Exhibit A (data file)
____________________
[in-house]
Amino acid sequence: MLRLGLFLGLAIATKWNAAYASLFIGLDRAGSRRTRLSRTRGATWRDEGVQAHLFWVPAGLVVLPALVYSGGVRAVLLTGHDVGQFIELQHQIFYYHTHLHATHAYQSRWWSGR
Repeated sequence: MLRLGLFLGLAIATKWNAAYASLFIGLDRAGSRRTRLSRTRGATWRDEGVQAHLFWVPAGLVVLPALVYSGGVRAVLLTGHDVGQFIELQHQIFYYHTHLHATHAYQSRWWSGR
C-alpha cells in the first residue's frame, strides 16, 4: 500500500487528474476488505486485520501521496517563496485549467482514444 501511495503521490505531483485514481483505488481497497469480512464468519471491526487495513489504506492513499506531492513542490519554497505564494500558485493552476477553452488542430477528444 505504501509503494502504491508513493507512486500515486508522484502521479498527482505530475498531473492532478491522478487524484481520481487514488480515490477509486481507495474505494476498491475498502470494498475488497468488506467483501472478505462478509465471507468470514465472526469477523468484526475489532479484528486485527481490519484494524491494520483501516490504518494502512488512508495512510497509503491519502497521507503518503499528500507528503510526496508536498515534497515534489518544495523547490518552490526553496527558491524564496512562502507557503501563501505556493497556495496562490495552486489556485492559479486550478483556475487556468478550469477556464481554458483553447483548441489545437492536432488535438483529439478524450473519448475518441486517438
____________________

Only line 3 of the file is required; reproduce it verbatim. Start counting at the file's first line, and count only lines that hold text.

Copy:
Repeated sequence: MLRLGLFLGLAIATKWNAAYASLFIGLDRAGSRRTRLSRTRGATWRDEGVQAHLFWVPAGLVVLPALVYSGGVRAVLLTGHDVGQFIELQHQIFYYHTHLHATHAYQSRWWSGR